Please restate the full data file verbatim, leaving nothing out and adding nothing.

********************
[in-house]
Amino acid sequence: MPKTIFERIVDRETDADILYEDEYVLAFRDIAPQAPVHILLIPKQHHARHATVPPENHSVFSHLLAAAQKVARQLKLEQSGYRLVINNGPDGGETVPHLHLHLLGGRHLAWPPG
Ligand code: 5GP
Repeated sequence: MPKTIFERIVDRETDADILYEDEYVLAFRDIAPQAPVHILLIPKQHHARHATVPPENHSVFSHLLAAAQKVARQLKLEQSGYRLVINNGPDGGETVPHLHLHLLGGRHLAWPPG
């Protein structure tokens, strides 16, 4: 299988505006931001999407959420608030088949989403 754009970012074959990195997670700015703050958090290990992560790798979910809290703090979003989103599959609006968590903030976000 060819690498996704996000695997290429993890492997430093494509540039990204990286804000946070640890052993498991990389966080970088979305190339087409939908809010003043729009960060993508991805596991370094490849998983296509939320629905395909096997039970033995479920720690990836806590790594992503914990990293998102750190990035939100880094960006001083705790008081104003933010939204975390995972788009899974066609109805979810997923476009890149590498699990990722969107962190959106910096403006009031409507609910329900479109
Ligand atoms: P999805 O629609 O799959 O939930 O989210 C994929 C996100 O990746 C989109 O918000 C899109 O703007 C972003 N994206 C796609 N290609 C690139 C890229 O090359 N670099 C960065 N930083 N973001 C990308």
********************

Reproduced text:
[in-house]
Amino acid sequence: MPKTIFERIVDRETDADILYEDEYVLAFRDIAPQAPVHILLIPKQHHARHATVPPENHSVFSHLLAAAQKVARQLKLEQSGYRLVINNGPDGGETVPHLHLHLLGGRHLAWPPG
Ligand code: 5GP
Repeated sequence: MPKTIFERIVDRETDADILYEDEYVLAFRDIAPQAPVHILLIPKQHHARHATVPPENHSVFSHLLAAAQKVARQLKLEQSGYRLVINNGPDGGETVPHLHLHLLGGRHLAWPPG
């Protein structure tokens, strides 16, 4: 299988505006931001999407959420608030088949989403 754009970012074959990195997670700015703050958090290990992560790798979910809290703090979003989103599959609006968590903030976000 060819690498996704996000695997290429993890492997430093494509540039990204990286804000946070640890052993498991990389966080970088979305190339087409939908809010003043729009960060993508991805596991370094490849998983296509939320629905395909096997039970033995479920720690990836806590790594992503914990990293998102750190990035939100880094960006001083705790008081104003933010939204975390995972788009899974066609109805979810997923476009890149590498699990990722969107962190959106910096403006009031409507609910329900479109
Ligand atoms: P999805 O629609 O799959 O939930 O989210 C994929 C996100 O990746 C989109 O918000 C899109 O703007 C972003 N994206 C796609 N290609 C690139 C890229 O090359 N670099 C960065 N930083 N973001 C990308």